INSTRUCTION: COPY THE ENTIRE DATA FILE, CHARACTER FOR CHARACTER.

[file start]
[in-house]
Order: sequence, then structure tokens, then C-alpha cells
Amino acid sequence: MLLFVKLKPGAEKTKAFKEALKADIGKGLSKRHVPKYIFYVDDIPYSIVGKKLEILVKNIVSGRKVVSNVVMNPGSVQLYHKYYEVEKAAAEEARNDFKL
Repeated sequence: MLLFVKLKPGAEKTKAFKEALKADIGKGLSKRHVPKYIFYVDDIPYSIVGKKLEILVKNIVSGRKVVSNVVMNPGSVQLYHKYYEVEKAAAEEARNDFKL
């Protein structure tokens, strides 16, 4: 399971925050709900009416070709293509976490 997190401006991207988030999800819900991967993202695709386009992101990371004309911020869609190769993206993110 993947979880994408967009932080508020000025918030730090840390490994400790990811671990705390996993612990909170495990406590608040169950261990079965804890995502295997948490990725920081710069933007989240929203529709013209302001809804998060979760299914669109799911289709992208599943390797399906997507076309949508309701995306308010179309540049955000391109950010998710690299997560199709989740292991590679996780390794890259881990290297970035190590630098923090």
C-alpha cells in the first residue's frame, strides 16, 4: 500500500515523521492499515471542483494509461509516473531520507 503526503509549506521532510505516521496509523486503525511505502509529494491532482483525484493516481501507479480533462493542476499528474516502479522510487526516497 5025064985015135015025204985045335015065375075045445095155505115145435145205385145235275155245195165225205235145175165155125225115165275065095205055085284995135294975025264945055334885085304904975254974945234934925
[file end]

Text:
[in-house]
Order: sequence, then structure tokens, then C-alpha cells
Amino acid sequence: MLLFVKLKPGAEKTKAFKEALKADIGKGLSKRHVPKYIFYVDDIPYSIVGKKLEILVKNIVSGRKVVSNVVMNPGSVQLYHKYYEVEKAAAEEARNDFKL
Repeated sequence: MLLFVKLKPGAEKTKAFKEALKADIGKGLSKRHVPKYIFYVDDIPYSIVGKKLEILVKNIVSGRKVVSNVVMNPGSVQLYHKYYEVEKAAAEEARNDFKL
């Protein structure tokens, strides 16, 4: 399971925050709900009416070709293509976490 997190401006991207988030999800819900991967993202695709386009992101990371004309911020869609190769993206993110 993947979880994408967009932080508020000025918030730090840390490994400790990811671990705390996993612990909170495990406590608040169950261990079965804890995502295997948490990725920081710069933007989240929203529709013209302001809804998060979760299914669109799911289709992208599943390797399906997507076309949508309701995306308010179309540049955000391109950010998710690299997560199709989740292991590679996780390794890259881990290297970035190590630098923090």
C-alpha cells in the first residue's frame, strides 16, 4: 500500500515523521492499515471542483494509461509516473531520507 503526503509549506521532510505516521496509523486503525511505502509529494491532482483525484493516481501507479480533462493542476499528474516502479522510487526516497 5025064985015135015025204985045335015065375075045445095155505115145435145205385145235275155245195165225205235145175165155125225115165275065095205055085284995135294975025264945055334885085304904975254974945234934925